Chicago Cubs: How the Jhonny Peralta Game changed this team


A fateful day in early July featured a heartbreaking loss for the Chicago Cubs at home and had countless implications for the club moving forward.

Sitting in the right-center field bleachers, ready to erupt after an impending Cubs’ win of the hated Cards, I heard the crack of the bat and watched the line drive off the bat of Jhonny Peralta sail into the left-field seats, sucking the air out of Wrigley Field instantaneously.

It was easily the most emotional experience I’d ever had at the Confines – after Miguel Montero cleared the bases with a double that bounced off the wall right in front of us, sending Wrigley into a furious fit of pure excitement and ecstasy; the homer was the exact opposite, giving me the full range of highs-and-lows.

Now, don’t get me wrong: the All-Star Break was just over a week away and after that, the Chicago Cubs went on a year – finishing the year with 97 wins before ultimately dispatching both the Pittsburgh Pirates and the 100-win Cardinals in the postseason.

But, in my mind, a lot changed for the Cubs that night.

No matter how much potential a team has, in my opinion, you have to experience some truly gut-wrenching losses to understand what it’s like and how to respond in the future. This was one of those games.

Another came later on in the season, when the Philadelphia Phillies’ Cole Hamels no-hit Chicago, ending the team’s decades-long streak of avoiding being on the wrong side of history and leading to fans’ questioning of the team and their capabilities (for whatever reason).

So did the Cubs learn from the Peralta Game?


With a team this young, Joe Maddon excels in keeping the team light and relaxed, while also teaching them valuable lessons along the way. While they didn’t respond all that well to the loss on July 8 (they lost two-of-three to the White Sox to close out the first-half), they got the experience under their belts – and moved forward.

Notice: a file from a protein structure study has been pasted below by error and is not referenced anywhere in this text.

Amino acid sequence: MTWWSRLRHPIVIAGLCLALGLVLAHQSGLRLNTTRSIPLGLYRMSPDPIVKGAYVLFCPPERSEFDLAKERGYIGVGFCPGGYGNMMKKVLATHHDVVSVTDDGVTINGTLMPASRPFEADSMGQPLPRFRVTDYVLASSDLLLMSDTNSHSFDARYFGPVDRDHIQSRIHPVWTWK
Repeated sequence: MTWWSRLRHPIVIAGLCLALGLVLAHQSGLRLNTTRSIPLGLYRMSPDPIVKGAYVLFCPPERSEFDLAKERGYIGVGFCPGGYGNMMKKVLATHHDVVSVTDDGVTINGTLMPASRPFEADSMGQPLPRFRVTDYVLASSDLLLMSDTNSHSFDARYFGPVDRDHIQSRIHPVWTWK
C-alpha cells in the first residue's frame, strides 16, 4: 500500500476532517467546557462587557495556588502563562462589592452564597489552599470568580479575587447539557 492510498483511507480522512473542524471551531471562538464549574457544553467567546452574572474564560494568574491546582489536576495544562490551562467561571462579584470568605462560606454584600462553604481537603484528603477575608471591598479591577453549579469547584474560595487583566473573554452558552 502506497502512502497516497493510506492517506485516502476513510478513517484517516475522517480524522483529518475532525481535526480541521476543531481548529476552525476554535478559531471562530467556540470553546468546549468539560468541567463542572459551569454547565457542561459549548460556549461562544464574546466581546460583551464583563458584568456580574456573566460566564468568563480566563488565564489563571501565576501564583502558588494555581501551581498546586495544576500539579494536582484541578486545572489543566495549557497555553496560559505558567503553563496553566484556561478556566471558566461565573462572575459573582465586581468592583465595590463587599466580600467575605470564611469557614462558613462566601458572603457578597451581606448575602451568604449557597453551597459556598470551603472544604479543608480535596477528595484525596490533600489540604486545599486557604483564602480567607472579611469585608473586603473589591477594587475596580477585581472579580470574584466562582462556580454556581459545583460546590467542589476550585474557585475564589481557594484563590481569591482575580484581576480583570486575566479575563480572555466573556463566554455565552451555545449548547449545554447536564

When they hit that next wall in Hamels’ no-no, they went .500 over the next four games, before running off winning streaks of four or more games on three different occasions over the next month.

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After dropping the opener of the Divison Series to St. Louis earlier this month, the Cubs ran off three-straight wins to take their first postseason series since 2003 – and now, in a 2-0 hole in the best-of-seven NLCS, their backs are nearly against the wall once again.

While the lessons learned by the Cubs in games like this are invaluable this time of year, the biggest impact that July 8 contest had on the team’s postseason run was the injury that struck Jason Hammel early-on that night, causing him to leave the game after just one inning of work.

Prior to the All-Star Break, the veteran right-hander was outstanding, giving the Chicago Cubs a more than reputable number three starter behind Jake Arrieta and Jon Lester. However, post-Midsummer Classic, Hammel saw his earned run average spike to 5.10 from a sub-3.00 mark.

More importantly, his starts required more and more from the Chicago bullpen: after the injury, Hammel pitched into the seventh inning in just one start – prior to the All-Star Game, he did so 10 times.

So with the Cubs looking at pulling to 2-1 in Game 3, all could be forgiven and valuable lessons from a night back in early July could pay dividends for Joe Maddon’s club – especially Jason Hammel.

Next: Now is not the time to panic, Cubs fans. Relax.